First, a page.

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Ancient Mind Trick That Helps Boost Testosterone by 10x

Ancient Mind Trick That Helps Boost Testosterone by 10x

Ready for some controversy?
You can think your way into higher testosterone levels.
A primary role of testosterone is to make effort feel good (read that multiple times so it sinks in). Yes, you have other benefits, but the primary role of this hormone is to make life better.
If we enjoy what we're doing, if we enjoy our work, our training, even our struggles, we can have a positive impact on testosterone.
It's the opting out of fear, worry, and stress, which all increase cortisol and prolactin, both of which have negative impacts on testosterone, but also on our desire to do difficult things.
Seems easy: change how you see struggle, and you boost testosterone, which in turn helps you see struggle in a positive light.
But, we all know, it ain't that easy. It takes work. It takes practice.
It takes doing difficult things, willingly, because you know they're good for you.
This is how we have to live.
We have to be the guy who wants to work extra hours...
...Who wants to go for that run, lift those weights, hop in that cold shower even though it sucks, simply because that's the best way to live.
Over time (key, it doesn't happen right away), you begin to see and fully understand the value of these difficult things based on how they make you feel.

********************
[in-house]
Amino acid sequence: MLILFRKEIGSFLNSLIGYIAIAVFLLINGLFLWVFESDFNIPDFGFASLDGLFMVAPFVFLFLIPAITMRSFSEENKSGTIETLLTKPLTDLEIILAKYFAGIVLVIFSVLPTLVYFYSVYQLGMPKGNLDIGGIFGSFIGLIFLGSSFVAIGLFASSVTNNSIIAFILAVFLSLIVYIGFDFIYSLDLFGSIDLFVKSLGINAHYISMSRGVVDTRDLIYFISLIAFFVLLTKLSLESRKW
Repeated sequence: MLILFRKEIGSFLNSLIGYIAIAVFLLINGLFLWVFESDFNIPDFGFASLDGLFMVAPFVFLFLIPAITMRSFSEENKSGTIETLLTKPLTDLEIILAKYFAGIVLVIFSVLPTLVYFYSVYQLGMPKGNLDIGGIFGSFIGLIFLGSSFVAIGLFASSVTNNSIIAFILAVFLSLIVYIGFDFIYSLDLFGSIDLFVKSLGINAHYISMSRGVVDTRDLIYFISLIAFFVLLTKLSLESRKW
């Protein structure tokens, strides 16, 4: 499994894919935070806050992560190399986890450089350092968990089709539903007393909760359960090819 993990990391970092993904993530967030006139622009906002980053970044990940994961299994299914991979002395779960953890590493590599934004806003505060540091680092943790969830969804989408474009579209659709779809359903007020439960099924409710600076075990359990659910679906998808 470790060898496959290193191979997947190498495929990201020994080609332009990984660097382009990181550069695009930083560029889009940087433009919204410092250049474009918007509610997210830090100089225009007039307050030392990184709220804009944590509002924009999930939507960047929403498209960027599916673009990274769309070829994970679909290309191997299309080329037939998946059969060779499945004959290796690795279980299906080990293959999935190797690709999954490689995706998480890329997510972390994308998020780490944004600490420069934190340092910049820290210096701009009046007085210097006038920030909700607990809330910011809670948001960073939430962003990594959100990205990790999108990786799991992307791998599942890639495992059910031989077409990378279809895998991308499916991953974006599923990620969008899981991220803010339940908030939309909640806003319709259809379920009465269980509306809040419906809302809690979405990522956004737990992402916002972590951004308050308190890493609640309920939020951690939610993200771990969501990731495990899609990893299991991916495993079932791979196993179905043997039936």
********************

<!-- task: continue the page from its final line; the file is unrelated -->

You see results, often in the mirror, in the bank account, whatever.
I just got back from a run, for example.
A run I did not want to go on.
There was literally no part of me that wanted to do it. But I knew it was something I had set out to do today, so I went. 
What happened?
I began to love the pain. I ended up having my best run of the year.
This isn't just empty hype.
This is how these hormones work.
When we feel and see things with a stressful tone, our body reacts by releasing stress hormones that negatively impact cortisol.
When we see challenges and love them, we get excited by them, we love the pain, our body response by releasing testosterone.
Our body has two choices with the cholesterol we have in our system...
a) convert it into cortisol (stress hormones)
b) convert it into testosterone (anabolic hormones)
Much of that 'choice' is guided by how we perceive effort.
Do we love it?
Or do we hate it?
Finally, you can see this in the real world.
High testosterone guys tend to be in better shape, they tend to be more driven, they tend to be more competitive (in that they see challenges not struggle).
These are choices.
So, do the choices precede the testosterone, or does the testosterone precede the choice?
The answer is, somewhat, both. It's a cycle. But you can kick the cycle off by seeing challenges and getting excited about them rather than getting stressed by them.
Being competitive has been shown to increase testosterone, (other study, study) but the act of competing has also been shown to increase testosterone - in humans and in other mammals, and then winning gives yet another increase in testosterone.
Competitiveness is work, play, competition, in the pursuit of victory, without worrying about failure or fearing failure.